Jasper Johns was born in Augusta, Georgia on May 15, 1930. In 1947-48 he studied art at the University of South Carolina, but soon moves to New York where he does an apprenticeship as a commercial artist. In 1951-52 he served time in the army. Back in New York he earns a living doing odd jobs as a decorator or in book shops. Jasper Johns meets Robert Rauschenberg in 1954, together they decorate the shop window of Tiffany’s. Robert Rauschenberg soon has a great influence on Johns’ artistic work. In the 1950s he makes the first “Flag” pictures, and also the first “Target” and “Number” pictures. His first one-man show takes place in the gallery of Leo Castelli in New York in 1958.
Works from those days are dominated by the motif of the American flag, the target, but also numbers and letters, a style that makes Jasper Johns famous. Just as his friend Robert Rauschenberg, Jasper Johns picks the issue of the ambiguity of symbols in a consumer society as the central motif of his work, symbols that are deprived of their symbolic function by their daily reproduction by mass media. Jasper Johns soon begins to use the ancient technique of encaustic, which he applies to his newspaper collages. As of the late 1950s he also works on sculptures, for which he casts and paints banal objects such as beer cans or light bulbs. In the 1960s he makes assemblages, integrating real objects or casts of body parts into his panels. His range of elements is expanded over the following year, his works become more and more complex and full of details alluding to private events or art history.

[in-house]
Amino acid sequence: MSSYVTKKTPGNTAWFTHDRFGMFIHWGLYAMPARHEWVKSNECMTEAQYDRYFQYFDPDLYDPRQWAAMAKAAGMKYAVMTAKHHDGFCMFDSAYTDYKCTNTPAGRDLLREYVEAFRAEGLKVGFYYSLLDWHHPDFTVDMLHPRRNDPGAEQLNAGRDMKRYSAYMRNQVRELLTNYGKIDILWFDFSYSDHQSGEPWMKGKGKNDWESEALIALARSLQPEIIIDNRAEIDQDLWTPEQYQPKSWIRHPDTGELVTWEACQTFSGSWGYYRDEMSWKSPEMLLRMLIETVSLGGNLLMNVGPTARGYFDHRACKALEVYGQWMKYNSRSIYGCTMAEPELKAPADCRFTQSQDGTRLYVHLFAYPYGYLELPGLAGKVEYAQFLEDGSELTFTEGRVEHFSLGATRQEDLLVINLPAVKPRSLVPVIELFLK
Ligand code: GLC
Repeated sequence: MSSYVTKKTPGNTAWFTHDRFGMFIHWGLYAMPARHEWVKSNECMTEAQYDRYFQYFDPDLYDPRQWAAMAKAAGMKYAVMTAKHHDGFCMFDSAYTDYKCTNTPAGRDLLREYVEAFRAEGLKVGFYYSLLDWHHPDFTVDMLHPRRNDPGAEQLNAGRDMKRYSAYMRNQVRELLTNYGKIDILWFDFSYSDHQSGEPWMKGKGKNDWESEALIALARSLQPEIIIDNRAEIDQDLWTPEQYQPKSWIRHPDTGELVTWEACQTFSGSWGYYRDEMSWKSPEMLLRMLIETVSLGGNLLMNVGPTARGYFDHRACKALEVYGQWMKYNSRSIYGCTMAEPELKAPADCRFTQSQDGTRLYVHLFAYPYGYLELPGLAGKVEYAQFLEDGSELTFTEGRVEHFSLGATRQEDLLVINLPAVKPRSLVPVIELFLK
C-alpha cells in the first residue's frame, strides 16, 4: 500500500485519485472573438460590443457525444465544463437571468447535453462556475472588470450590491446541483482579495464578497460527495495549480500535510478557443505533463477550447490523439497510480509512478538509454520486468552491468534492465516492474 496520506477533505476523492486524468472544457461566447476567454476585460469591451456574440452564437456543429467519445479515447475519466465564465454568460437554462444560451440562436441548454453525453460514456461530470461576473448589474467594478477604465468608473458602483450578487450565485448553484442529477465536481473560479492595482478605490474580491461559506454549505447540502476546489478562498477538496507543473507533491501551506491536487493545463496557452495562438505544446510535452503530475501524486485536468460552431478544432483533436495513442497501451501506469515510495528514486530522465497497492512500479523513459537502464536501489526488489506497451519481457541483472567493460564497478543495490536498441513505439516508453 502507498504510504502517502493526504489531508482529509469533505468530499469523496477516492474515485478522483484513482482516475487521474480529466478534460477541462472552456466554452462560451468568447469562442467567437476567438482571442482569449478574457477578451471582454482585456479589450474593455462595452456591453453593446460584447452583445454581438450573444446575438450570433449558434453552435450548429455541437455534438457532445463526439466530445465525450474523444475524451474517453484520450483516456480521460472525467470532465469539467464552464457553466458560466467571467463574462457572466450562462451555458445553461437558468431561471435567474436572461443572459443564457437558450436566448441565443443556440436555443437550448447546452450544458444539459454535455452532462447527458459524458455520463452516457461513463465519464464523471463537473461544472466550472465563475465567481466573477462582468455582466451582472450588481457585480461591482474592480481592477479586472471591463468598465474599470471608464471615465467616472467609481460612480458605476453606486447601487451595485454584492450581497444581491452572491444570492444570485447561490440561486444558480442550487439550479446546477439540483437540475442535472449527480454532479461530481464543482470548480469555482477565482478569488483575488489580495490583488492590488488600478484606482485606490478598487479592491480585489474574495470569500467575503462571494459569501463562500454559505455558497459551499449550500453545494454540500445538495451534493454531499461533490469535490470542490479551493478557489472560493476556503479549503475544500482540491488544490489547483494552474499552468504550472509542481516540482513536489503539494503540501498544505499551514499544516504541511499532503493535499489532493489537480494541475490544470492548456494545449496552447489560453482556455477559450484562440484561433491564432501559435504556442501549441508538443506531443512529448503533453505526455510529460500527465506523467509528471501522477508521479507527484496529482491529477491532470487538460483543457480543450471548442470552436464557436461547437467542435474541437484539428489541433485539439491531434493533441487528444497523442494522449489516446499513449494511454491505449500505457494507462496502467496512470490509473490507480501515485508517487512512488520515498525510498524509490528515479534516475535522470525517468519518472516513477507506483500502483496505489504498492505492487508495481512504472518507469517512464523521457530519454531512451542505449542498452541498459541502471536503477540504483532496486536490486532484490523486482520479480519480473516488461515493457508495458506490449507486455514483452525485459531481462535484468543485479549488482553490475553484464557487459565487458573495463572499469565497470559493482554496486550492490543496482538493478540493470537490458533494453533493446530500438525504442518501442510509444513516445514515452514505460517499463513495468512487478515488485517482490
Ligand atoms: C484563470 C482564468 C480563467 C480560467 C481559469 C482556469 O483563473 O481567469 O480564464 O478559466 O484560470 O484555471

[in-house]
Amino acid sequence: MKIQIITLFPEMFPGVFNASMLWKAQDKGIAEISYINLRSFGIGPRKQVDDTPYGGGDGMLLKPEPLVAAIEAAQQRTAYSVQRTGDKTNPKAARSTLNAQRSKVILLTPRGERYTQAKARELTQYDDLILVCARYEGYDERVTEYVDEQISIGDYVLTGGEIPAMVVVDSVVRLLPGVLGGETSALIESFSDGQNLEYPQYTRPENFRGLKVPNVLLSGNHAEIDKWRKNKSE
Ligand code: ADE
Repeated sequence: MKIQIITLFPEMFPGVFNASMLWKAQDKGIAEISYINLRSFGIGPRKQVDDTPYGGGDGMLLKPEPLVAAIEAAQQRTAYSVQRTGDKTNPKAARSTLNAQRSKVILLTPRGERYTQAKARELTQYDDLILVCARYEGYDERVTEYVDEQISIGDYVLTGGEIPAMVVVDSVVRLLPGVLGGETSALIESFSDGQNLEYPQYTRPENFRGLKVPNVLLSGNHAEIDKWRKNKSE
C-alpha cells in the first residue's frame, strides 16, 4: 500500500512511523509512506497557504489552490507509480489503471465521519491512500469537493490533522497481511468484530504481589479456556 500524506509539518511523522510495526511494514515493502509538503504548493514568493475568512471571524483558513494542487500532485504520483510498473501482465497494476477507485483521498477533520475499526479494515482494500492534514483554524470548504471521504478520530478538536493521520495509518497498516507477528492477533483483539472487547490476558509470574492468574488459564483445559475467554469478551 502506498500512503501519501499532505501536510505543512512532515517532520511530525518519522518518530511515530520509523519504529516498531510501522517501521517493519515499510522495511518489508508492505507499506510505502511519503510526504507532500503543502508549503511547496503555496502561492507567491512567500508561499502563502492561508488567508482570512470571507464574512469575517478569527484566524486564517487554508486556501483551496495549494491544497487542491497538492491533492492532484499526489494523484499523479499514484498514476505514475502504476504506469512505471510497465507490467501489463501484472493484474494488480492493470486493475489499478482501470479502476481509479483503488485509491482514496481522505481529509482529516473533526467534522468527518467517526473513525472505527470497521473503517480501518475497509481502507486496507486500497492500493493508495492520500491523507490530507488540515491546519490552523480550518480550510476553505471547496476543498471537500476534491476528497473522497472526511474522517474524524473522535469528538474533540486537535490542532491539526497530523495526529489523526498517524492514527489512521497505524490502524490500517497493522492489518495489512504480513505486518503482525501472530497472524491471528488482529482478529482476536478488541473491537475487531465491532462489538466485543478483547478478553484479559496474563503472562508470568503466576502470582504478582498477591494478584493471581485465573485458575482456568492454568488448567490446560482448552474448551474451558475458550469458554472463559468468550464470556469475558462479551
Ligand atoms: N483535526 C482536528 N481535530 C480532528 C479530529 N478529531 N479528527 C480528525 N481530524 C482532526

Besides paintings, jasper Johns’ oeuvre comprises assemblages, sculptures and graphic works of a high quality. He shows works at “Documenta” exhibitions 3, 4, 5, and 6. In 1988 he is awarded the Grand Prize for Painting at the Venice Biennale. In 1989 Jasper Johns’ is appointed honorary member of the Royal Academy in London. The Museum of Modern Art in New York shows a large retrospective in 1996. Jasper Johns lives and works in New York, and for sometime also in the Southern French town of Saint Martin.